Pitching film projects, in itself, an art form. I have taught entire seminars on pitching and there is always room for improvement. The pitch may be the only chance you get to talk to your HNI (High Net worth Individual) and try to get your prospective investor excited about your film project.
While I can’t guarantee your film will get funded, I will say that if you do make any one of the following mistakes (or all of them, yikes!), your chances of making your dream come true are slim to none.
The Top 3 Mistakes Filmmakers Make When Pitching Film Projects
Based on my own real world experience, here the top 3 mistakes people make when pitching film projects. Avoid these at all costs!
1) Not Knowing Your Investor: If you go in to a pitch and have no idea about the person you’re pitching, you’ll be dead in the water unless you can make adjustments and LISTEN during your pitch. So you will want to do your homework.
What kind of project is he or she looking for? How much money are they worth? How much do they want to invest? These are all questions that you need to either know going into the meeting, or find out as you’re doing your pitch. This means, if you are pitching an investor on a romantic comedy and all he or she wants to make is horror movies, it could be the best romantic comedy pitch of all time, but you’re most likely not going to get funded.
Additionally, if you go into a pitch asking for $2 million, but the prospective investor is only worth $4 million you’re going to have a problem! Asking someone to give you 50% of their net worth is not reasonable. And this can also go the other way. If the person is worth $500 million, and you’re pitching a $50k picture, do you think that’s the investment he or she is looking for? They may want to do something as a lark, but they’re will not consider your project a serious way to potentially generate income.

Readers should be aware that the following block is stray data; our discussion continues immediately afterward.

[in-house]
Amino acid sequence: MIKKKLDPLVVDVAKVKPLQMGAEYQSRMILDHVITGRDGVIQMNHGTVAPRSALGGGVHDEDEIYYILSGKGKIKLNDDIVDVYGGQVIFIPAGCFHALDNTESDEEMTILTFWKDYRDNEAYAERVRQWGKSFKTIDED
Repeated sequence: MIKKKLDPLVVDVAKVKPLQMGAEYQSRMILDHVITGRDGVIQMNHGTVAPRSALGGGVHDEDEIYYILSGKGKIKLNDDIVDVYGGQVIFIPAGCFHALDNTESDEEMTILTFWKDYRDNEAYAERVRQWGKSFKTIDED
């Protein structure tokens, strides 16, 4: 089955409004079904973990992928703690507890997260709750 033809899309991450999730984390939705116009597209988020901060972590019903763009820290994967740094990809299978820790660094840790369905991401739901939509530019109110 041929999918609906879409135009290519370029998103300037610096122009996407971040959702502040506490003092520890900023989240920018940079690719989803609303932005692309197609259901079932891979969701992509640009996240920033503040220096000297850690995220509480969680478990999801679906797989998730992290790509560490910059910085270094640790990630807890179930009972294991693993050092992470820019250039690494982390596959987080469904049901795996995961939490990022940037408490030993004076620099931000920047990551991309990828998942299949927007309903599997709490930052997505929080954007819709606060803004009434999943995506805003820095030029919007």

2) Your Project Sucks: Prepping your project is more important than anything else. If you get in front of an HNI and your project is not ready, that’s most likely the last time you will ever be in front of that person. So many people come up to me and ask, “Where do I find investors?” I reply, “Tell me about your film project.” Then they proceed to tell me about their project with a weak pitch, and an unprepared idea, business plan, script, or plan of attack. I then tell that person, “If I found you an investor for your project, I can guarantee you that you would not see that investor more than once.”
I cannot stress how important it is to prep your project. If you start pitching film projects unprepared, you’re not going to get another meeting. Rich people have limited time. Do you think they have time for you to work out your mistakes? No chance.
3) Low Energy: I mentioned the classes and seminars I’ve taught on pitching film projects. In those classes, I have people come up and pitch their projects. Rating the energy and excitement level of each pitch from 1 to 10 (10 being the strongest), most people were pitching me with about a 3 or under. Do you really think the investor is going to pick up your excitement if you go in there with a 3? No way! When it comes to pitching film projects, your energy needs to be an 8 or above!
If you follow the right steps and prep your project correctly, you WILL be excited and you WILL have energy, because you will change your mindset from asking for money to offering a opportunity. And if you’d like more info on finding the money, check out the film finance guide.
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Tom Malloy is an indie film producer. Through the years, he has raised over 25M to fund projects.